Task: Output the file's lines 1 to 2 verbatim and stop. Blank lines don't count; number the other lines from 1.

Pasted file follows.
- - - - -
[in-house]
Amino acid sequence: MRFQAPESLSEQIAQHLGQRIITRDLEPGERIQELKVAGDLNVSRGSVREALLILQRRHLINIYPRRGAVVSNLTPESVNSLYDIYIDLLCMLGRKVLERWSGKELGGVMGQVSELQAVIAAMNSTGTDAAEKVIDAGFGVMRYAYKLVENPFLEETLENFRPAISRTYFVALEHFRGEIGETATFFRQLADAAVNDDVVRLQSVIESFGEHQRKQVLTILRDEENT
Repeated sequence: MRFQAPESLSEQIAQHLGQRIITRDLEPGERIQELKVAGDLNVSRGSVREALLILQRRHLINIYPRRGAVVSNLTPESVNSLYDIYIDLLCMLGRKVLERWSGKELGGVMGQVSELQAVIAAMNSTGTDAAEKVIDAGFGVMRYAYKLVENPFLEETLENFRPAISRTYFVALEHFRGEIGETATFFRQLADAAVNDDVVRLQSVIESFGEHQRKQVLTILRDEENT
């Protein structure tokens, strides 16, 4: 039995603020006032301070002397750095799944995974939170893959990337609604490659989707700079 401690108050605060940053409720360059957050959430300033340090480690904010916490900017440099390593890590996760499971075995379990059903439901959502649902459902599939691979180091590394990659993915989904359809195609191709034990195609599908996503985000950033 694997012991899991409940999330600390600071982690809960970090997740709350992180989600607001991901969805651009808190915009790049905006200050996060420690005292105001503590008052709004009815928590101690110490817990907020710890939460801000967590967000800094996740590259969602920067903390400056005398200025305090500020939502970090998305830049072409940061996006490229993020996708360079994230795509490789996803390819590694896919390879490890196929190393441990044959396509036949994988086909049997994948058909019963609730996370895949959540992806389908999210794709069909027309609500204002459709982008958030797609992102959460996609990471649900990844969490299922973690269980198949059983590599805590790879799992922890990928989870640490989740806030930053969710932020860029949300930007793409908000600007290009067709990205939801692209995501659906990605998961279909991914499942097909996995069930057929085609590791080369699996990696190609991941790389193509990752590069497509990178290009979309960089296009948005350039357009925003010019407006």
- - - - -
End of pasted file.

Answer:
[in-house]
Amino acid sequence: MRFQAPESLSEQIAQHLGQRIITRDLEPGERIQELKVAGDLNVSRGSVREALLILQRRHLINIYPRRGAVVSNLTPESVNSLYDIYIDLLCMLGRKVLERWSGKELGGVMGQVSELQAVIAAMNSTGTDAAEKVIDAGFGVMRYAYKLVENPFLEETLENFRPAISRTYFVALEHFRGEIGETATFFRQLADAAVNDDVVRLQSVIESFGEHQRKQVLTILRDEENT